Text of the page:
bengoshi no kuzu


Bengoshi no Kuzu (2006)

Monster Parent (2008)

Legal High (2012)

Alimony Lawyer (2014)


  Yep, four doramas in a row. This is a medley of legal themed Japanese doramas I watched recently. Being a Law student myself, I have to show the least interest in the area, even though it is boring as hell. I always thought Japan’s society was clever not to entrust so much of their issues to lawyers and courts, but the number of doramas whose main characters are lawyers show a changing social scenario. 


   The thought came to me a few minutes ago while watching ‘Alimony Lawyer’, a dorama about a lawyer who only deals with divorce and alimony cases. Because it is an on-going dorama, I’m not going to risk myself into saying more about it. I will just stick to the fact I thought the main topic was very daring to my poor view of the Japanese society, where apparently divorce ratings have finally caught up with the rest of the modern world’s standards. Japan is changing and the Japanese are not ashamed anymore to take their personal issues to the courts.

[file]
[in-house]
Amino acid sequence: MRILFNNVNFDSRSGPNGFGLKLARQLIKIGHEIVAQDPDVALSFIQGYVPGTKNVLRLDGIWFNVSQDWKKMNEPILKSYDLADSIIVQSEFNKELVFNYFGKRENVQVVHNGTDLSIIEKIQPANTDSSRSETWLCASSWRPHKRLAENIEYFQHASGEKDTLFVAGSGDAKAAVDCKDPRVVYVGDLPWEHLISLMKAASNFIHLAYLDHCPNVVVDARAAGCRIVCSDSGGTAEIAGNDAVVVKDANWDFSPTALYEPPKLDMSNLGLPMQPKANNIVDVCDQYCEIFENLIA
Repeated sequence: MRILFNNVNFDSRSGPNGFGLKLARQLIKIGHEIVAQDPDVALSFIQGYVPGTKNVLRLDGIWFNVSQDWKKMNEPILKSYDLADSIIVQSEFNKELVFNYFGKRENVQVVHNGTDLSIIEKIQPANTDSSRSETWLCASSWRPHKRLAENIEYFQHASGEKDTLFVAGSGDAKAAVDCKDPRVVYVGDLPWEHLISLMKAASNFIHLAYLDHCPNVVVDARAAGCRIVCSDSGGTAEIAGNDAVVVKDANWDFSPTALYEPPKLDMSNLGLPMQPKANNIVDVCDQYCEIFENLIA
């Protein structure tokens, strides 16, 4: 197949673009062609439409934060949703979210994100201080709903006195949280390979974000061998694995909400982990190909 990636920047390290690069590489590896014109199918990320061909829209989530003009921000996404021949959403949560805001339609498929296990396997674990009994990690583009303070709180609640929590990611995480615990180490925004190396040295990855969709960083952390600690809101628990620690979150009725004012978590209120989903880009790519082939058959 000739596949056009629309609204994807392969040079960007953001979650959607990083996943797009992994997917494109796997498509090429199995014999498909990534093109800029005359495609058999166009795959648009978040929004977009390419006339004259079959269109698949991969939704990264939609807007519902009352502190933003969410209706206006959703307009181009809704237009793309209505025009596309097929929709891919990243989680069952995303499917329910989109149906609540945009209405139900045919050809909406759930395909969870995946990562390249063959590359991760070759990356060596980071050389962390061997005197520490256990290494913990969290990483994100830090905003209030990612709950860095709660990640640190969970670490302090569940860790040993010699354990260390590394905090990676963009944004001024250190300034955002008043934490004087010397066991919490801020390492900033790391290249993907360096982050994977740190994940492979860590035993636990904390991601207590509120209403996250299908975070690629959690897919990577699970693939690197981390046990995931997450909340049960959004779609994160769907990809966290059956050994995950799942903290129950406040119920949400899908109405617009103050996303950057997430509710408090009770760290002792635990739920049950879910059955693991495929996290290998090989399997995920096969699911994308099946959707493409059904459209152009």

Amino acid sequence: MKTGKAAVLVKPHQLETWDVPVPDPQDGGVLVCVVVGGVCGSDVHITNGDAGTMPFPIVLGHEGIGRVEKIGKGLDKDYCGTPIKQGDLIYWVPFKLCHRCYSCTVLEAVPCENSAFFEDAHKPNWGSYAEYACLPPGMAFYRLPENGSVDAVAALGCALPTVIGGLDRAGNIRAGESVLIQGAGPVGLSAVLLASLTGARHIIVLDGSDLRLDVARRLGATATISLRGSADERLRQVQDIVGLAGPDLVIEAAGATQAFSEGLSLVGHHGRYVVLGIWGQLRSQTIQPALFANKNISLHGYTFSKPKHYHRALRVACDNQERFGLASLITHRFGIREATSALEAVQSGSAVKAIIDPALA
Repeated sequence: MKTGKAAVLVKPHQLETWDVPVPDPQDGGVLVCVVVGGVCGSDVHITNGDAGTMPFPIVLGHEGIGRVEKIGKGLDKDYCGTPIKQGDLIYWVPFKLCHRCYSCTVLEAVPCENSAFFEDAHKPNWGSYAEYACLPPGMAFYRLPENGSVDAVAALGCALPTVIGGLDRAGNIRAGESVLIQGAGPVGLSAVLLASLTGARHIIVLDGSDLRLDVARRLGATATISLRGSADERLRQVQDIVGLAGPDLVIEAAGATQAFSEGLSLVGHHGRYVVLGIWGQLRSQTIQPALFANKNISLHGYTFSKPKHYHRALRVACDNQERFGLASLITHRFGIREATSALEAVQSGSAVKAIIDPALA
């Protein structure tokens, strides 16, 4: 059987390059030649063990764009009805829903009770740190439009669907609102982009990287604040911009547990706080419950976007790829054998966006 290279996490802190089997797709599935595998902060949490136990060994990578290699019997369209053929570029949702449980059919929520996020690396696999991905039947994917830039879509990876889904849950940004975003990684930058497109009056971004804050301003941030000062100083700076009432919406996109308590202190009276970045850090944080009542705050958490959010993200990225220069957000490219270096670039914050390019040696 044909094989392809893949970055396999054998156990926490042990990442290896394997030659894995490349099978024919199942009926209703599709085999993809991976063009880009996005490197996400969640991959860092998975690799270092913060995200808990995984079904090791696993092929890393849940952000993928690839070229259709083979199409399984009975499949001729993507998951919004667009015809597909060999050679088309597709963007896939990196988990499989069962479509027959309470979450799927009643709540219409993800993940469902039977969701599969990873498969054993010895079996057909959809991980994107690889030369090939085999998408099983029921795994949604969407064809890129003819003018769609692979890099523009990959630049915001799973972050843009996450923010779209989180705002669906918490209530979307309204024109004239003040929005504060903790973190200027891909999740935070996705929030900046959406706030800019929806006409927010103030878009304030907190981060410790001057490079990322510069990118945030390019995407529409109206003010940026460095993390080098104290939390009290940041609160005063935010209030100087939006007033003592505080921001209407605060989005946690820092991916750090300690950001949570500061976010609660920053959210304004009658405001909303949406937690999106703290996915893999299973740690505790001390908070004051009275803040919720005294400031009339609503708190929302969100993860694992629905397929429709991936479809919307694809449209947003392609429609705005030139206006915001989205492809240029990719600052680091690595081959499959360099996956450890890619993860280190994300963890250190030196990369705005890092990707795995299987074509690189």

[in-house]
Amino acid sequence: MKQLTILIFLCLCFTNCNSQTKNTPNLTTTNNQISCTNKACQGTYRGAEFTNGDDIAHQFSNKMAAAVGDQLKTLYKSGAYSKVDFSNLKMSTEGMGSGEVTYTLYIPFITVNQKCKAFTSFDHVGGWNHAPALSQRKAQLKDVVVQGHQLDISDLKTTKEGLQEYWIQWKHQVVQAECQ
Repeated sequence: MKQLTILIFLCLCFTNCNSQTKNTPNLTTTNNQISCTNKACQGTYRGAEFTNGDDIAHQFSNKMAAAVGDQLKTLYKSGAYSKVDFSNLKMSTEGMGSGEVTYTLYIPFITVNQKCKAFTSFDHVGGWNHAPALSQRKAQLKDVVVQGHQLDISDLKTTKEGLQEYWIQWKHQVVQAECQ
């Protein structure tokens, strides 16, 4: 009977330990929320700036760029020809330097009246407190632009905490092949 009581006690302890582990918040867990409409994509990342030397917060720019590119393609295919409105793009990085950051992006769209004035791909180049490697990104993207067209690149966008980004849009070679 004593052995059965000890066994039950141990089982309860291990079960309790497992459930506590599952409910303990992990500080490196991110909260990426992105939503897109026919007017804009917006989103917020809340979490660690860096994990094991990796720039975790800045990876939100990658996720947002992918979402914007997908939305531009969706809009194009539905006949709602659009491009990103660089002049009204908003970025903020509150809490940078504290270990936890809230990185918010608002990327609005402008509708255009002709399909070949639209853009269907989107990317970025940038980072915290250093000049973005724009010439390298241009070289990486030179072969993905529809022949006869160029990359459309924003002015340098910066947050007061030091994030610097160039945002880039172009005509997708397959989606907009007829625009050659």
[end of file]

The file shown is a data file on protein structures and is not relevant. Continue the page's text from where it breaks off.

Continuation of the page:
Well, no matter how isolated the Japanese islands are from the rest of the world, lawyers there are seen as scums just as much as any other piece of land on earth. In the dorama 'Bengoshi no Kuzu’ this image of the law-operator is clear. The main character is a total unethical man, though nonetheless pretty much human, like all of us. I guess that is the basis of Law: unethical but human, therefore imperfect. The same formulae works in 'Monster Parent’ - where Yonekura Ryoko plays a bitch-like lawyer who has to work helping out schools against her will - and 'Legal High’ - where the amazing Sakai Masato is an ace lawyer whose only intent is to win in court, forget justice. (Later on I will probably write one post dedicated enterely to 'Legal High’, which was one of my favourite of 2012). 


        In a country like Japan, doramas can influence but can also reveal a lot of its people. By recent years, what I call 'legal-doramas’ have multiplied, achieving its maximum with the popular 'Legal High’, which even got a second season. Fast reasoning, intelligent argumenting, great speakers and not that great personalities have been a must in these doramas (with the exception of 'Alimony Lawyer’, where its character is a goofy and nice man). To sum it up, it all comes to the fact that Japan is trying to understand Law and its new role in society.




1. LOL and Acting: Legal High (Aragaki Yui + Sakai Masato)


2. A caricature of Japanese society: Monster Parent (tormented relationship between the schools and the parents) Alimony Lawyer (divorce and marital relationship)


3. The looks: Bengoshi no Kuzu (Ito Hideaki for the ladies) and Monster Parent (Ryoko Yonekura for the gentlemen)